First, the apparent antagonism between capitalism, socialism and laborism arises from the proponents of each of these systems who promote an extreme form of their system which excludes any other system.  From a micro-economic point of view, each individual seeks to satisfy his or her needs and desires for food, clothing, shelter, security, healthcare, education, transportation, recreation, disability care and old-age care through work and investment.  From a macro-economic point of view, a society of millions of people, each of which is seeking to satisfy his or her needs and desires for food, clothing, shelter, security, healthcare, education, transportation, recreation, disability care and old-age care through work and investment, needs to collaborate to mutually pursue those goals within the context of a finite economy.  Since the total aggregation of wealth, resources and goods is finite and millions of individuals seek to obtain their share by natural right, the most appropriate economic system must provide an equitable (not equal) balance of wealth, resources and goods eliminating the excesses of too much and too little for individuals.  The integration of capitalism, socialism and laborism into a system that eliminates the excesses of each can and will maximize economic value and wealth for virtually all people – and this is Christian Economics which is based on the principles of Jesus Christ.

2.       How long did it take you to write this book?

I have spent over ten years, studying, reflecting, and researching the topics covered in this book – all part-time while struggling financially to make ends meet and to provide for my three daughters.  I am one of the 225 million Americans who live from paycheck to paycheck or are unemployed or are under-employed or are in poverty or who do not have health insurance or who have extreme debt.  In spite of having four degrees: a bachelor’s degree in Mathematics, a bachelor’s degree in Theology, a master’s degree in Business Administration and a master’s degree in Operations Research; I have experienced four layoffs in my career with the accompanying periods of unemployment; I have worked two jobs at a time to support my family; my home has been foreclosed twice; I have had to take out personal loans with interest rates at twenty-eight percent; my current home lost twenty-five percent of its value since 2004; I have virtually no equity in my home; I have approximately $65,000 in student debt for my children’s’ college educations. Like the others in my group, we have been led to believe that if we work hard or get a good education; we can achieve the American dream – but we were deceived.  My situation and sympathy for the other 225 million Americans in similar and for many far worse situations has been the inspiration for this book.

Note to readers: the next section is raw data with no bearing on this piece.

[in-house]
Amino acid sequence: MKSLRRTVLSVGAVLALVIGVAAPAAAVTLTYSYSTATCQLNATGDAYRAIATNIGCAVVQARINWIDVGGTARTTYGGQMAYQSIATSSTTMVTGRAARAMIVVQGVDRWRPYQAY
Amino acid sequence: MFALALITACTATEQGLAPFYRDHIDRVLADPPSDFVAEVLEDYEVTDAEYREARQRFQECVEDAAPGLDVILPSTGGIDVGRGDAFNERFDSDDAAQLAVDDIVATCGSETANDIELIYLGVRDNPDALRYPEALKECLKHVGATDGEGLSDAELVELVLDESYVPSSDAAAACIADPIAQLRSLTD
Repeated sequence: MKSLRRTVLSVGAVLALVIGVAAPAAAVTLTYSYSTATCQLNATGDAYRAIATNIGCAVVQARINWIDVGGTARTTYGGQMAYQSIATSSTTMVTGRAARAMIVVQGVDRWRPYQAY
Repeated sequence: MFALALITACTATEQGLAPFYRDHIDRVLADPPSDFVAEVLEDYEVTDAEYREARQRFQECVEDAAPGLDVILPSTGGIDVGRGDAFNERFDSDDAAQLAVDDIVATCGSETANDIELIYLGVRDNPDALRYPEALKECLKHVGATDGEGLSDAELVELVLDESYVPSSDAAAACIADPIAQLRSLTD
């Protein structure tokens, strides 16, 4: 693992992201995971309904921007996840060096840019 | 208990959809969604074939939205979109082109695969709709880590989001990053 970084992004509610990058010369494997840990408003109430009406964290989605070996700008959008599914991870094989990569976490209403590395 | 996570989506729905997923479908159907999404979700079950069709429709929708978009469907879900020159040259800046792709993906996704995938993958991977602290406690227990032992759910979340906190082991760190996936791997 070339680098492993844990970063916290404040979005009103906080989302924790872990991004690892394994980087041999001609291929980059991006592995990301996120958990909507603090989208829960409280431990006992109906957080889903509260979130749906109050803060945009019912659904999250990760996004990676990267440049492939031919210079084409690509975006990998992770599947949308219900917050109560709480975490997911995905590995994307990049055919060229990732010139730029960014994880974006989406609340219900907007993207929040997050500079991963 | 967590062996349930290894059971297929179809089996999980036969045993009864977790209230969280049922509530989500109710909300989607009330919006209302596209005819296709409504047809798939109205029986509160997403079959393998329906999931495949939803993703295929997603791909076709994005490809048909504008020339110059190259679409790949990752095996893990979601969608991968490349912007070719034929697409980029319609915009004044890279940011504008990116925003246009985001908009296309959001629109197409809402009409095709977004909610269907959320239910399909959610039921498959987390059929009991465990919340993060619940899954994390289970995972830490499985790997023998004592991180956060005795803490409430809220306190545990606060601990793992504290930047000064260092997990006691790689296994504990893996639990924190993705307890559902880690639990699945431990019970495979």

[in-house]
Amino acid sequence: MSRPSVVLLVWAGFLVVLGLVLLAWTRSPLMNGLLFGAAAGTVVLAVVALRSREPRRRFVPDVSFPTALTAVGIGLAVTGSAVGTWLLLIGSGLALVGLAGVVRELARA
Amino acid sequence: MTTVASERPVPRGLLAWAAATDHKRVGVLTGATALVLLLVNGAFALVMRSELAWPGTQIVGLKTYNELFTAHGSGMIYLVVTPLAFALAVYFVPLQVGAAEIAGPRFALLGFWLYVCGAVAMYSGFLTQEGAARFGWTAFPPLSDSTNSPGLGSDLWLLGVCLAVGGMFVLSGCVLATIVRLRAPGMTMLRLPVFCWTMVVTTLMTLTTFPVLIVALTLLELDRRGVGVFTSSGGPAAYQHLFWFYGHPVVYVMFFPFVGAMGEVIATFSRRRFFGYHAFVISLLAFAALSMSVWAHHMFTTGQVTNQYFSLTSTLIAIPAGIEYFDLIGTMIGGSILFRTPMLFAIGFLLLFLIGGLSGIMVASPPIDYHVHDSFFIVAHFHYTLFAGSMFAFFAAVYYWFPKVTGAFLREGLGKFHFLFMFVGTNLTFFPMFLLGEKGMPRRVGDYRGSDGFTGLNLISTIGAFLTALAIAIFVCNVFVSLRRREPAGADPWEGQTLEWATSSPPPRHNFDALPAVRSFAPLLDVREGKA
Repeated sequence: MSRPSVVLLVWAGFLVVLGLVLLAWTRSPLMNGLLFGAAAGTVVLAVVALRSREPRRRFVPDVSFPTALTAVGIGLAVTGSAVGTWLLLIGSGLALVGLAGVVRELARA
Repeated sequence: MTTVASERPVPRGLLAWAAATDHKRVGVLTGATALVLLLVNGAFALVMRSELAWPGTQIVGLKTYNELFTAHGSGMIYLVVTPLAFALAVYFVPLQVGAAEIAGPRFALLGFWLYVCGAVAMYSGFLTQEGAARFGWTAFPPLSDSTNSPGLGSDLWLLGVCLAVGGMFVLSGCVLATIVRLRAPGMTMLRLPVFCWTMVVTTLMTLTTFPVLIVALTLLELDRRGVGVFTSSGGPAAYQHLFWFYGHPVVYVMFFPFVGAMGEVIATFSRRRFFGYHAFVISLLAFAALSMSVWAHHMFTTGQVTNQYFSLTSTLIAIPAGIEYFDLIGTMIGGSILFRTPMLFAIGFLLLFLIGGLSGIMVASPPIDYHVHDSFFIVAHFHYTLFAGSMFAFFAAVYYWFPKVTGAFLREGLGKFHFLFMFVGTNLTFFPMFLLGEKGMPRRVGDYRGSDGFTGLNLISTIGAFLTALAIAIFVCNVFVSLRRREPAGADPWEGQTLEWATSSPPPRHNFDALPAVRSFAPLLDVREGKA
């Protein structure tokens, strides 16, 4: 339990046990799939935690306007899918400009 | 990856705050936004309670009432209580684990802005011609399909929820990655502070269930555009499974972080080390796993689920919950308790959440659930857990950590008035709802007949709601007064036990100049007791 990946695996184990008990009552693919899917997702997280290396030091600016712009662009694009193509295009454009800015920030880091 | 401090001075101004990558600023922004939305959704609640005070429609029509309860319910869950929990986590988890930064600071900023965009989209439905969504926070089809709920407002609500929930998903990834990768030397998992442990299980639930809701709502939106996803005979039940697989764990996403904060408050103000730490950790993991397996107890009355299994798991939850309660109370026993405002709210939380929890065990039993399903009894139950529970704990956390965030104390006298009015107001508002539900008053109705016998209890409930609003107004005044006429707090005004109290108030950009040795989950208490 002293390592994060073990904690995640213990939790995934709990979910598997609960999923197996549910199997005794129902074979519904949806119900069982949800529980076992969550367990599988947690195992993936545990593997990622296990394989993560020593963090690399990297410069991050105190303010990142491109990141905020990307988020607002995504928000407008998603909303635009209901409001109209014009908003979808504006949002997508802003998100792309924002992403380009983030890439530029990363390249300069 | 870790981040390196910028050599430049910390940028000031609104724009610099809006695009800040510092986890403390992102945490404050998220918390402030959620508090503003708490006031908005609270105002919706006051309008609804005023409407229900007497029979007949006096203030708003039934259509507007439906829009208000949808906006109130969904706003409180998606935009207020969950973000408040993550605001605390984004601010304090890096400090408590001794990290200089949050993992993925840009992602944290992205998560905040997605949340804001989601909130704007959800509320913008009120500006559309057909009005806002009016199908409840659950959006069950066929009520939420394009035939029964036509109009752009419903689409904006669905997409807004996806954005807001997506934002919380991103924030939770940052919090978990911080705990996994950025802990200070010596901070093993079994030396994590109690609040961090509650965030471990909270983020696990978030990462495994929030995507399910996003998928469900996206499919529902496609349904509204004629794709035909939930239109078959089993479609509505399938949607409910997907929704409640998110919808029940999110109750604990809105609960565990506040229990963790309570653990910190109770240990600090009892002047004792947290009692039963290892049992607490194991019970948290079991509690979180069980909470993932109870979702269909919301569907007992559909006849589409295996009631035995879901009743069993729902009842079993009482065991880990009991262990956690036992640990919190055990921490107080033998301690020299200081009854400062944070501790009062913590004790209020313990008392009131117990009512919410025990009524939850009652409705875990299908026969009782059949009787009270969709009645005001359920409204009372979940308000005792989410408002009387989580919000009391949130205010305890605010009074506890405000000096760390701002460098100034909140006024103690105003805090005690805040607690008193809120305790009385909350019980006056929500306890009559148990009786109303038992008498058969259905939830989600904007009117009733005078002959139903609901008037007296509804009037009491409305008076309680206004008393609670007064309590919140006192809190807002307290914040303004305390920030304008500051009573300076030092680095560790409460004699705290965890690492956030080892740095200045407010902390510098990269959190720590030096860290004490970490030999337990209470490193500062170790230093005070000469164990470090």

3.       There are other books that address the topic of Christian economics, how is your book different?

Virtually all other books that address the topic of Christian economics attempt to justify capitalism by referencing passages from the Old Testament of the Bible as well as specific statements from the writings of Paul.  The writings of the Bible called the Old Testament are not Christian, but rather Jewish writings.  Obviously, many writers after the time of Jesus Christ have tried to link certain writings of the Old Testament with the life of Jesus, but the writings of the Old Testament are not based on Christian teachings, that is, the teachings of Jesus Christ and in many cases are opposed to the teachings of Jesus Christ.  Unfortunately, most writers have chosen to develop their own view of Christianity not based on the teachings of Jesus Christ but rather their attempt to develop a theology derived in part from the Old Testament and their view of God, the world, life and morality.  The teachings of Jesus Christ (and therefore the basis for Christianity) expressed in His words and actions are summed up in three principles: good is to be done and promoted and evil is to be avoided; love your neighbor as yourself and the absolute dignity of each and every human being.  My book uses these three principles to evaluate and define all aspects of micro and macroeconomics.  Any attempt to define and describe Christian economics must be based on these three principles.  Any attempt to equate capitalism and Christian economics where capitalism excludes socialism and laborism and is based on the claim that business is outside the realm of morality as stated ‘it is neither right nor wrong, it is just business’ is absolutely wrong and just an attempt to justify the excesses of capitalism.